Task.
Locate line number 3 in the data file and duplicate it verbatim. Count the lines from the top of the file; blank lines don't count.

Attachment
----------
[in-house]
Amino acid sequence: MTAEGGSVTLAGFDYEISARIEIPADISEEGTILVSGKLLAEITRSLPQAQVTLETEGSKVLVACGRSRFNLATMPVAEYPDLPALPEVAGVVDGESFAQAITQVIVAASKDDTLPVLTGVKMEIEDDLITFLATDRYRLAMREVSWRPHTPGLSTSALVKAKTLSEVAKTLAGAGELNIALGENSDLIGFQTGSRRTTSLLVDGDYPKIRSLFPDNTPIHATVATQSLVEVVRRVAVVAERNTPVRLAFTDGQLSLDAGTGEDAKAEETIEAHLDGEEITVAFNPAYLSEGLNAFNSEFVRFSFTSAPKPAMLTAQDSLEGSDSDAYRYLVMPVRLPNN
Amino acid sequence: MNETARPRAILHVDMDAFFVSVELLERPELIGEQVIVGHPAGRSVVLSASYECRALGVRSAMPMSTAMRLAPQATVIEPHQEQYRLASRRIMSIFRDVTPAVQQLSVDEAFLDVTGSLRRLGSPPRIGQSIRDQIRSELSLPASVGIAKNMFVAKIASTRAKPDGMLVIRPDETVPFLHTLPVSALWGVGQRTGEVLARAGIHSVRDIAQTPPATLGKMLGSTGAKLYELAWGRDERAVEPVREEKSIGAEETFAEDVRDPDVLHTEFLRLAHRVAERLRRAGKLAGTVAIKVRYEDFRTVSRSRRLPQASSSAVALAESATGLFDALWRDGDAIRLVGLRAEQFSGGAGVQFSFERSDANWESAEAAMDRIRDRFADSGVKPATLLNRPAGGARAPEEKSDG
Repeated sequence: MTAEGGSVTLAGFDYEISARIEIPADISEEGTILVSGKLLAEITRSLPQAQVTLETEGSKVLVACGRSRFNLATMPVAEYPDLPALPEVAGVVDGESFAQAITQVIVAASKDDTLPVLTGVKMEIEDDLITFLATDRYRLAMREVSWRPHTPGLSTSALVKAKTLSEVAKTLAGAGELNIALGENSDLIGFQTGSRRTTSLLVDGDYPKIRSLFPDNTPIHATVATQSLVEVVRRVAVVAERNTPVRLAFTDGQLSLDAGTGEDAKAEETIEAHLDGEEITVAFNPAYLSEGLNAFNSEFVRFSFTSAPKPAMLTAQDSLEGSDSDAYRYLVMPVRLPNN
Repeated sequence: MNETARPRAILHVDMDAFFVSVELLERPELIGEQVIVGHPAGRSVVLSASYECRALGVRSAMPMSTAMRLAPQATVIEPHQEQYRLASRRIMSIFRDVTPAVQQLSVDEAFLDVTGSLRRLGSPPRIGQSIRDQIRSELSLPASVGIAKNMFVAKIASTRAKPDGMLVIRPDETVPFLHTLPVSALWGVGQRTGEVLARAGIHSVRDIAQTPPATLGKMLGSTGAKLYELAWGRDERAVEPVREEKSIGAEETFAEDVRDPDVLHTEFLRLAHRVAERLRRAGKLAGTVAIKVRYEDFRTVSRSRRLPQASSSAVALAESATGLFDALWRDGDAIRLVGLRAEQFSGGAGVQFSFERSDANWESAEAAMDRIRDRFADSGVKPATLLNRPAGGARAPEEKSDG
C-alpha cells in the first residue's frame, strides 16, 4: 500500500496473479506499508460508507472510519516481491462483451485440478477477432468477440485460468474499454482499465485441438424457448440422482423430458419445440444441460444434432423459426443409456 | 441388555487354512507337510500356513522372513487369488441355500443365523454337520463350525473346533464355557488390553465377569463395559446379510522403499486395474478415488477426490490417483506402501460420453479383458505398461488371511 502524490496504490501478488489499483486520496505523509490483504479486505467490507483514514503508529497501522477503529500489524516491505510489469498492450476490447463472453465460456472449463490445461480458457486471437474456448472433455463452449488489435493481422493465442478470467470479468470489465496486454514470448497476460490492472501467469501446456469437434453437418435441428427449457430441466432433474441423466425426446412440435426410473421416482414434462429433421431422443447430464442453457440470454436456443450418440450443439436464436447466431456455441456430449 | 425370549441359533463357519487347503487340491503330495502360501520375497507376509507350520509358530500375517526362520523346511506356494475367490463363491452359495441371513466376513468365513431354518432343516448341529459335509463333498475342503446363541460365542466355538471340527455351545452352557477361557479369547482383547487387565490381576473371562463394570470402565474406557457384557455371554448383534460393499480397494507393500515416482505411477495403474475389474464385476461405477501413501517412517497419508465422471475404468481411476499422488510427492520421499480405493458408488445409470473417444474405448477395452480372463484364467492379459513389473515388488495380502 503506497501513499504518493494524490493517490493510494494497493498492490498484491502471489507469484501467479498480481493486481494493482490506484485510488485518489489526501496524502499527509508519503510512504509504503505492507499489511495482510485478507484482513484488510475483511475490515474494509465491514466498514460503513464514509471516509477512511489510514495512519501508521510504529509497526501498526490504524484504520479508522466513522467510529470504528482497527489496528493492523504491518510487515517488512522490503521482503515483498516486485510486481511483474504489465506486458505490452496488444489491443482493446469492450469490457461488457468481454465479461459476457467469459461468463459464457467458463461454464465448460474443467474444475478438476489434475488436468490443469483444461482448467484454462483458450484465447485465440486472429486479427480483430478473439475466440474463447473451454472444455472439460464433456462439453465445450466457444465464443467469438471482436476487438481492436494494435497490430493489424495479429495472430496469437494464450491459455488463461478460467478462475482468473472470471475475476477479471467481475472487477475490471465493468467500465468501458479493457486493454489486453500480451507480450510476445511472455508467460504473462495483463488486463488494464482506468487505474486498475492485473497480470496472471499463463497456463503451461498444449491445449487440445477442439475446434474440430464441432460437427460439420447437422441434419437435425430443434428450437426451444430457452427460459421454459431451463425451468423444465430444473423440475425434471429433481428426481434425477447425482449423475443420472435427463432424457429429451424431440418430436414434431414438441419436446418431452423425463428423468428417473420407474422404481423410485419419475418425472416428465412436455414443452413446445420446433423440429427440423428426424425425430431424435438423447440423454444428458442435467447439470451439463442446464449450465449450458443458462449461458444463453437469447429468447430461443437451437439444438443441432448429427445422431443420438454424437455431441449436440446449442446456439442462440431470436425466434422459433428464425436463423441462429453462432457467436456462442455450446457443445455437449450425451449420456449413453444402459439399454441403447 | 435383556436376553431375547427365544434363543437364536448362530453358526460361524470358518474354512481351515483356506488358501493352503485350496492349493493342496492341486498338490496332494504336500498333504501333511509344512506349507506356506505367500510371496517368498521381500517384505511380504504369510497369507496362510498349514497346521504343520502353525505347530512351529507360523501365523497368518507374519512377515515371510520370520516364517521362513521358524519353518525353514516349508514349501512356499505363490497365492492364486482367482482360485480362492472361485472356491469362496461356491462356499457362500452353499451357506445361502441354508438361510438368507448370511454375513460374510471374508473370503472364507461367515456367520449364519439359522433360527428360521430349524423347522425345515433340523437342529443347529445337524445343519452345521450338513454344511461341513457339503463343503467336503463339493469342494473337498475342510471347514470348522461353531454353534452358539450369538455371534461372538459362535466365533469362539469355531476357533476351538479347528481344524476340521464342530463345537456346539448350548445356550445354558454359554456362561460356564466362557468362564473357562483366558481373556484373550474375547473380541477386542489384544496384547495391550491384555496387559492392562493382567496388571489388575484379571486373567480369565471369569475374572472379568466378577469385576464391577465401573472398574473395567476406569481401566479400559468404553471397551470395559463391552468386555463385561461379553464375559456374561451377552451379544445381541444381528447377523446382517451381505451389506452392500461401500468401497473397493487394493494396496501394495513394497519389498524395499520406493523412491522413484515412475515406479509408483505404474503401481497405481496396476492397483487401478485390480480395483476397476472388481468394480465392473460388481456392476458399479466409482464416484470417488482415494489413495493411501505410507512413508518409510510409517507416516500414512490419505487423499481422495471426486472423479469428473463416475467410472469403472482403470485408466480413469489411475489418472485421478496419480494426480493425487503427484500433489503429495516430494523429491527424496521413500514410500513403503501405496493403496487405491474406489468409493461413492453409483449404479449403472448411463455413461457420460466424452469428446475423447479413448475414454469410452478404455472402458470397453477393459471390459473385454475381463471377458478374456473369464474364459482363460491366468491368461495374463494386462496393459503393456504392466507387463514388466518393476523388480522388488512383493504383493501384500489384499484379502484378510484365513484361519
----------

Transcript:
Amino acid sequence: MNETARPRAILHVDMDAFFVSVELLERPELIGEQVIVGHPAGRSVVLSASYECRALGVRSAMPMSTAMRLAPQATVIEPHQEQYRLASRRIMSIFRDVTPAVQQLSVDEAFLDVTGSLRRLGSPPRIGQSIRDQIRSELSLPASVGIAKNMFVAKIASTRAKPDGMLVIRPDETVPFLHTLPVSALWGVGQRTGEVLARAGIHSVRDIAQTPPATLGKMLGSTGAKLYELAWGRDERAVEPVREEKSIGAEETFAEDVRDPDVLHTEFLRLAHRVAERLRRAGKLAGTVAIKVRYEDFRTVSRSRRLPQASSSAVALAESATGLFDALWRDGDAIRLVGLRAEQFSGGAGVQFSFERSDANWESAEAAMDRIRDRFADSGVKPATLLNRPAGGARAPEEKSDG